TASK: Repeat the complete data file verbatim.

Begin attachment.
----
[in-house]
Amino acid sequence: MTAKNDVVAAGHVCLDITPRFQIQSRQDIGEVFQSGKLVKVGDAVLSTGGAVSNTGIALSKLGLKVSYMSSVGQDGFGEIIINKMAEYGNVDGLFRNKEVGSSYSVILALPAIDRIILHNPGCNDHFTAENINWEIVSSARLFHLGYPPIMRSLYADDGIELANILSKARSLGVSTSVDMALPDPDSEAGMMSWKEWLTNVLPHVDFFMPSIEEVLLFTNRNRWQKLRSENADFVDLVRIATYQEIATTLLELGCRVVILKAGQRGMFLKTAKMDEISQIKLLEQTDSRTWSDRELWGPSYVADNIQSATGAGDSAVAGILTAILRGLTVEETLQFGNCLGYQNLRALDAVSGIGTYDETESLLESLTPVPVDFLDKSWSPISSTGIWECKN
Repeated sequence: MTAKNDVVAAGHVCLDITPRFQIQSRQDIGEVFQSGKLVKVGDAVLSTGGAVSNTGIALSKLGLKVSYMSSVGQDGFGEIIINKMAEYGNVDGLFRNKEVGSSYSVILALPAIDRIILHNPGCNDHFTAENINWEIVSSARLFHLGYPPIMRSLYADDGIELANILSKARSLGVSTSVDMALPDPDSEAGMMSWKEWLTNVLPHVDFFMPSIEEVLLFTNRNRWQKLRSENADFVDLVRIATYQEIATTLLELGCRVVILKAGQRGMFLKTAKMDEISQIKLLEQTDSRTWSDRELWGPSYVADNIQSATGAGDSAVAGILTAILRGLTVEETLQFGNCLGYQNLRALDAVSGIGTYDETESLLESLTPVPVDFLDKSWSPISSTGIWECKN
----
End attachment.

[in-house]
Amino acid sequence: MTAKNDVVAAGHVCLDITPRFQIQSRQDIGEVFQSGKLVKVGDAVLSTGGAVSNTGIALSKLGLKVSYMSSVGQDGFGEIIINKMAEYGNVDGLFRNKEVGSSYSVILALPAIDRIILHNPGCNDHFTAENINWEIVSSARLFHLGYPPIMRSLYADDGIELANILSKARSLGVSTSVDMALPDPDSEAGMMSWKEWLTNVLPHVDFFMPSIEEVLLFTNRNRWQKLRSENADFVDLVRIATYQEIATTLLELGCRVVILKAGQRGMFLKTAKMDEISQIKLLEQTDSRTWSDRELWGPSYVADNIQSATGAGDSAVAGILTAILRGLTVEETLQFGNCLGYQNLRALDAVSGIGTYDETESLLESLTPVPVDFLDKSWSPISSTGIWECKN
Repeated sequence: MTAKNDVVAAGHVCLDITPRFQIQSRQDIGEVFQSGKLVKVGDAVLSTGGAVSNTGIALSKLGLKVSYMSSVGQDGFGEIIINKMAEYGNVDGLFRNKEVGSSYSVILALPAIDRIILHNPGCNDHFTAENINWEIVSSARLFHLGYPPIMRSLYADDGIELANILSKARSLGVSTSVDMALPDPDSEAGMMSWKEWLTNVLPHVDFFMPSIEEVLLFTNRNRWQKLRSENADFVDLVRIATYQEIATTLLELGCRVVILKAGQRGMFLKTAKMDEISQIKLLEQTDSRTWSDRELWGPSYVADNIQSATGAGDSAVAGILTAILRGLTVEETLQFGNCLGYQNLRALDAVSGIGTYDETESLLESLTPVPVDFLDKSWSPISSTGIWECKN